"The navigli was a system of navigable and interconnected canals around Milan, in Lombardy, Northern Italy.
Five canals made up the system:
1)Naviglio Grande
2)Naviglio Pavese
3)Naviglio Martesana
4)Naviglio di Paderno
5)Naviglio di Bereguardo

The first three were connected through Milan via the Fossa Interna, also known as the Inner Ring. The urban section of the Naviglio Martesana was covered over at the beginning of the 1930s, together with the entire Inner Ring, thus sounding the death knell for the north-eastern canals. Commercial carrying continued on the Naviglio Grande, but the decline was steady and by the sixties it was over for good.
Today they are mostly derelict, unnavigable, or used for irrigation. However, plans are afoot to restore the Naviglio Grande and the Naviglio Pavese to through navigation." In: Wikipedia


Multiview of Netherlands

My friend "tralhas" was in vacations in Amterdam and she sent this great card showing 3 aspects of the Netherlands: the tulips, the windmills and the canals.

"The Netherlands is a constituent country of the Kingdom of the Netherlands, located mainly in North-West Europe and with several islands in the Caribbean. Mainland Netherlands borders the North Sea to the north and west, Belgium to the south, and Germany to the east, and shares maritime borders with Belgium, Germany, and the United Kingdom. It is a parliamentary democracy organized as a unitary state. The country capital is Amsterdam and the seat of government is The Hague.[9] The Netherlands in its entirety is often referred to as Holland, although North and South Holland are actually only two of its twelve provinces, which is a case of pars pro toto (see terminology of "the Netherlands").

The Netherlands is a geographically low-lying country, with about 25% of its area and 21% of its population located below sea level, and 50% of its land lying less than one meter above sea level. This distinct feature contributes to the country's name in many other European languages. (e.g. French: Les Pays-Bas and Spanish: Países Bajos, literally means "The Low Countries"). Significant land area has been gained through land reclamation and preserved through an elaborate system of polders and dikes. Much of the Netherlands is formed by the estuary of three important European rivers, which together with their distributaries form the Rhine-Meuse-Scheldt delta. Most of the country is very flat, with the exception of foothills in the far southeast and several low-hill ranges in the central parts." In: Wikipedia

Postcrossing Meeting in Verla 07 August

"Dollart" from Finland sent this postcard from the Postcrossing Meeting in Verla, 07-08-2011.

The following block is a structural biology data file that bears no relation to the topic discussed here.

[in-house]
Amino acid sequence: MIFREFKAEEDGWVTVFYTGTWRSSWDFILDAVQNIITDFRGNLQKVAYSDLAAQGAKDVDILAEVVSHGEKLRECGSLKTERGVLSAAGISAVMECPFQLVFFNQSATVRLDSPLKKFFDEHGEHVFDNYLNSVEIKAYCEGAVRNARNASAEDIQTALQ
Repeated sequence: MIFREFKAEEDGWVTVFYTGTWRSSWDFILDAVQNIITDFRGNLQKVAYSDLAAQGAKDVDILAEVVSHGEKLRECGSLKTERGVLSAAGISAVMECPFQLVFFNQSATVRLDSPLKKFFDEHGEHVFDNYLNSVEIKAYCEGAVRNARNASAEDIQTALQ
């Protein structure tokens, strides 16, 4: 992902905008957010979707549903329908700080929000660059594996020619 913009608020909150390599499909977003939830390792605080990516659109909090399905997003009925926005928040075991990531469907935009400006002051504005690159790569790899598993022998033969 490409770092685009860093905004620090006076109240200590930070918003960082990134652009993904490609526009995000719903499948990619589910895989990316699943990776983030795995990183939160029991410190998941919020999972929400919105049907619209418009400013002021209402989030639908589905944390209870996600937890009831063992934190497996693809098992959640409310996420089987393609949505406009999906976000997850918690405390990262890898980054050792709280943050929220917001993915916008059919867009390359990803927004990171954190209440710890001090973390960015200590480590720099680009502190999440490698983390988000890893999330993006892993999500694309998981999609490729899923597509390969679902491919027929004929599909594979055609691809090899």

"Verla at Jaala, Kouvola, Finland, is a well preserved 19th century mill village and a UNESCO World Heritage Site since 1996. The first groundwood mill at Verla was founded in 1872 by Hugo Nauman but was destroyed by fire in 1876. A larger groundwood and board mill, founded in 1882 by Gottlieb Kreidl and Louis Haenel, continued to operate until 1964.

The historical paper mill turned museum of board mill technology. The historical machines were preserved in their places (except for several pieces brought from other buildings), so a guided tour to the mill follows the technological process from timber cutting and pulp production to board drying, sorting, and packing." In: Wikipedia

"The Verla groundwood and board mill and its associated residential area is an outstanding, remarkably well-preserved example of the small-scale rural industrial settlements associated with pulp, paper and board production that flourished in northern Europe and North America in the 19th and early 20th centuries. Only a handful of such settlements survive to the present day." In: UNESCO


Schi, a Russian traditional soup

Anastasia from Russia sent this postcard with the recipe of the Schi soup.

"Schi took a special place among national soups. Historians suppose that this dish was known long time ago before Adoption of Christianity in the Rus. Once all soups were called Schi. Now Schi are cabbage soups. There are a lot of Russian proverbs about schi: "Good wife is not the one who speaks well, but who cooks schi well". Schi are cooked on meat, fish or mushroom broths. Schi with meat are served with a meat piece in the plate. Pies and Koulebyaki are very good with Schi." In: Russian Foods